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On Saturday, June 30, 1979, at 2:30 p.m., a historical plaque commemorating McMartin House was unveiled on the grounds of the house. In 1984, the Ontario Heritage Trust replaced this plaque with a revised bilingual marker. Further, in 2000, the bilingual marker was supplanted by a post-mounted bilingual plaque, as follows:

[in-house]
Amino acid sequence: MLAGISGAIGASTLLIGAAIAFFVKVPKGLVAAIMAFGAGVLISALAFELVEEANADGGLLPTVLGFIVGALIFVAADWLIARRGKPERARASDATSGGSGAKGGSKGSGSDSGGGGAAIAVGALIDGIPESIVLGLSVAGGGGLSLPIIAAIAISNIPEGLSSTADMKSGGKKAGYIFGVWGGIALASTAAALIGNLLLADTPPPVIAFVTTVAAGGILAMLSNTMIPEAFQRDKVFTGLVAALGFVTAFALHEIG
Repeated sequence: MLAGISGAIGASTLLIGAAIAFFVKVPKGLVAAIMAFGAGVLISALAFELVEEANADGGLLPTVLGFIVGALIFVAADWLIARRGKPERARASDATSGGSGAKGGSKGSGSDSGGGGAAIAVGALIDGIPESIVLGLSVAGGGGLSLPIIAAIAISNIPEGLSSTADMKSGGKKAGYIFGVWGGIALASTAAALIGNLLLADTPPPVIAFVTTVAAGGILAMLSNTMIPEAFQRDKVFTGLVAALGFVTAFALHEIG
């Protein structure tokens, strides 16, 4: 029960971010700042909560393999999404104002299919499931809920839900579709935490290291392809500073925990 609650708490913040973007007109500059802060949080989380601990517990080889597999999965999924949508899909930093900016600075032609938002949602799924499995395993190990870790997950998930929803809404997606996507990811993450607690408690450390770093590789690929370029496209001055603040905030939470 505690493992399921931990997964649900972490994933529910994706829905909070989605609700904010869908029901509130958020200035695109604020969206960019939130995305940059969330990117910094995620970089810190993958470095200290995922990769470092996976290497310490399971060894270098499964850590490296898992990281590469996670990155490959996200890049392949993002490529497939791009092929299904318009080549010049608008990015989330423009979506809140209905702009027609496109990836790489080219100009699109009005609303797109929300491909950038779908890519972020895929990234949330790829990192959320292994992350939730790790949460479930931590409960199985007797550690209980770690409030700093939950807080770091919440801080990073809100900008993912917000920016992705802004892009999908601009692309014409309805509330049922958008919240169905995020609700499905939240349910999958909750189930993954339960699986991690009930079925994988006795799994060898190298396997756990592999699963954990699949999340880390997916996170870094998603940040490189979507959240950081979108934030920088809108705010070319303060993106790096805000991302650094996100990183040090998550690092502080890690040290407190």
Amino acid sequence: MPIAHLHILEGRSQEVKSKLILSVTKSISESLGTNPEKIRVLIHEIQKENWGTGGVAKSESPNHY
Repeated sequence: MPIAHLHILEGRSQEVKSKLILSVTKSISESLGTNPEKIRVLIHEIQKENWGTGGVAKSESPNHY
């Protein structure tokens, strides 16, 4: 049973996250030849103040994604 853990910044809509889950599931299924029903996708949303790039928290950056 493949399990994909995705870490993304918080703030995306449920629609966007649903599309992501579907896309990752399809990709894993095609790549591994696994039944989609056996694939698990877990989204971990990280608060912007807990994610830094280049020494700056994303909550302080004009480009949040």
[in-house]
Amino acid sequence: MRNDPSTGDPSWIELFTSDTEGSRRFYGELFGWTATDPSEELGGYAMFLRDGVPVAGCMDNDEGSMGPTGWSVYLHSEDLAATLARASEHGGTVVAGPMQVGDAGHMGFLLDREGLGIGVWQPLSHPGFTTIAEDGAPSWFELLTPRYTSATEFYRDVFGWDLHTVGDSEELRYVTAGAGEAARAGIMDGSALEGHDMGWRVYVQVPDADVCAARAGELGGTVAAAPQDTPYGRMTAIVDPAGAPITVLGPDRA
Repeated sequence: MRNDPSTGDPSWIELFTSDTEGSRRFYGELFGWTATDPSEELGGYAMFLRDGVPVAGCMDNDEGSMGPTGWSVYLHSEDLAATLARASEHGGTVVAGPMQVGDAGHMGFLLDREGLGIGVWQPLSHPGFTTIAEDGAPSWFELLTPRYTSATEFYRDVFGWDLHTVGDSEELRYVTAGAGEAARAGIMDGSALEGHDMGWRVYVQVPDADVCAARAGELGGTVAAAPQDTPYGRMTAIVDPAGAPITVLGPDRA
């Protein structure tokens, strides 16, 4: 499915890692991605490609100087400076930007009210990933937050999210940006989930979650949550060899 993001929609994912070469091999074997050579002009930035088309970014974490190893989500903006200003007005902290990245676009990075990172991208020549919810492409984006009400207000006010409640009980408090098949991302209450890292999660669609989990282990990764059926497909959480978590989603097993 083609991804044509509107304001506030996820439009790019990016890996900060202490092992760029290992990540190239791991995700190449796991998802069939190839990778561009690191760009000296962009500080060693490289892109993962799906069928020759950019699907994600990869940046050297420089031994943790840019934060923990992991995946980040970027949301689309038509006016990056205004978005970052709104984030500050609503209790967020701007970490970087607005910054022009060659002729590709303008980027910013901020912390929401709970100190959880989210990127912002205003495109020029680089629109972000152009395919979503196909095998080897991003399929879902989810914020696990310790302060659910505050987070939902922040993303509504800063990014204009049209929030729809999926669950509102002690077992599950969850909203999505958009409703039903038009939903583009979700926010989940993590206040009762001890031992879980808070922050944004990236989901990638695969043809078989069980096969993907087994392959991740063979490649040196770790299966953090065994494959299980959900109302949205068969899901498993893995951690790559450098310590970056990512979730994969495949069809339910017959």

The son of Loyalists from the Morrisburg area, Daniel McMartin (1798-1869) established a law practice in Perth in 1823. Well-educated and well-connected, he acquired prominent clients like timber baron Philemon Wright of Hull. McMartin chose a neo-classical design for his residence, then embellished it with unique stylistic features such as recessed arches and a cupola with flanking side lanterns. These are hallmarks of the Federal style of architecture that flourished in the eastern United States from 1780 to 1820. Recognized as a rare Ontario example of this architectural style, McMartin House was acquired by the Ontario Heritage Foundation in 1972, restored to its 1830s appearance, and adapted for community use.
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